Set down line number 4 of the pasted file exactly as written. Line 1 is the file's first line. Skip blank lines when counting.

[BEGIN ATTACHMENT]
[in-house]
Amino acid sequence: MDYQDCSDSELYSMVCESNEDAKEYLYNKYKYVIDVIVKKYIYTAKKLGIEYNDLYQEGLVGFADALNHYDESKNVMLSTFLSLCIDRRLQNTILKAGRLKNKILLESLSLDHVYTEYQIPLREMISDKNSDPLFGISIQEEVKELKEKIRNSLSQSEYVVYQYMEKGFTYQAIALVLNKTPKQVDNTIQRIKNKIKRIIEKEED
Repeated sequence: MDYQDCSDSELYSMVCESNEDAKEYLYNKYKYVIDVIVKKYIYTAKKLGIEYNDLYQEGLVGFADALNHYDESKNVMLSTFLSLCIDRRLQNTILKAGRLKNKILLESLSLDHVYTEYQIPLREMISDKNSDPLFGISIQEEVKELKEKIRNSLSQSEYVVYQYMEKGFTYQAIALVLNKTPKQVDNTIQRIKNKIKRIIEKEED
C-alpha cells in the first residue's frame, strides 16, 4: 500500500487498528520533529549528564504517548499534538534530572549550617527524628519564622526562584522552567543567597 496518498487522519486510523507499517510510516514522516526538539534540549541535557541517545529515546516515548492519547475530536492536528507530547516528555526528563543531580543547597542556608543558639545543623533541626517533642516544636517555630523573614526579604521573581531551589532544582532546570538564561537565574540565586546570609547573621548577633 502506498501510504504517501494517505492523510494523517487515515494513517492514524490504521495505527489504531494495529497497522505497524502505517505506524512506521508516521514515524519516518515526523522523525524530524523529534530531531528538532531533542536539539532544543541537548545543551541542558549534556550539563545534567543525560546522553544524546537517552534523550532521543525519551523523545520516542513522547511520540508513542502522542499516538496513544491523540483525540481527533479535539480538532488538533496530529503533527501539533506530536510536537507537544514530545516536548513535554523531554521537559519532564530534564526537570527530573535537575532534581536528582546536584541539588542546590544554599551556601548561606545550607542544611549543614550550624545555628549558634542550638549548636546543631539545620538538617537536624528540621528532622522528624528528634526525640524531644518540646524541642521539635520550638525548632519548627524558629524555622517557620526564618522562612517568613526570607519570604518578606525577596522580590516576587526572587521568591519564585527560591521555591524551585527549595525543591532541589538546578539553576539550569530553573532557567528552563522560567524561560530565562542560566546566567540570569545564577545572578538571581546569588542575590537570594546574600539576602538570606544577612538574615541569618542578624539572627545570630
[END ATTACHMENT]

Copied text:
C-alpha cells in the first residue's frame, strides 16, 4: 500500500487498528520533529549528564504517548499534538534530572549550617527524628519564622526562584522552567543567597 496518498487522519486510523507499517510510516514522516526538539534540549541535557541517545529515546516515548492519547475530536492536528507530547516528555526528563543531580543547597542556608543558639545543623533541626517533642516544636517555630523573614526579604521573581531551589532544582532546570538564561537565574540565586546570609547573621548577633 502506498501510504504517501494517505492523510494523517487515515494513517492514524490504521495505527489504531494495529497497522505497524502505517505506524512506521508516521514515524519516518515526523522523525524530524523529534530531531528538532531533542536539539532544543541537548545543551541542558549534556550539563545534567543525560546522553544524546537517552534523550532521543525519551523523545520516542513522547511520540508513542502522542499516538496513544491523540483525540481527533479535539480538532488538533496530529503533527501539533506530536510536537507537544514530545516536548513535554523531554521537559519532564530534564526537570527530573535537575532534581536528582546536584541539588542546590544554599551556601548561606545550607542544611549543614550550624545555628549558634542550638549548636546543631539545620538538617537536624528540621528532622522528624528528634526525640524531644518540646524541642521539635520550638525548632519548627524558629524555622517557620526564618522562612517568613526570607519570604518578606525577596522580590516576587526572587521568591519564585527560591521555591524551585527549595525543591532541589538546578539553576539550569530553573532557567528552563522560567524561560530565562542560566546566567540570569545564577545572578538571581546569588542575590537570594546574600539576602538570606544577612538574615541569618542578624539572627545570630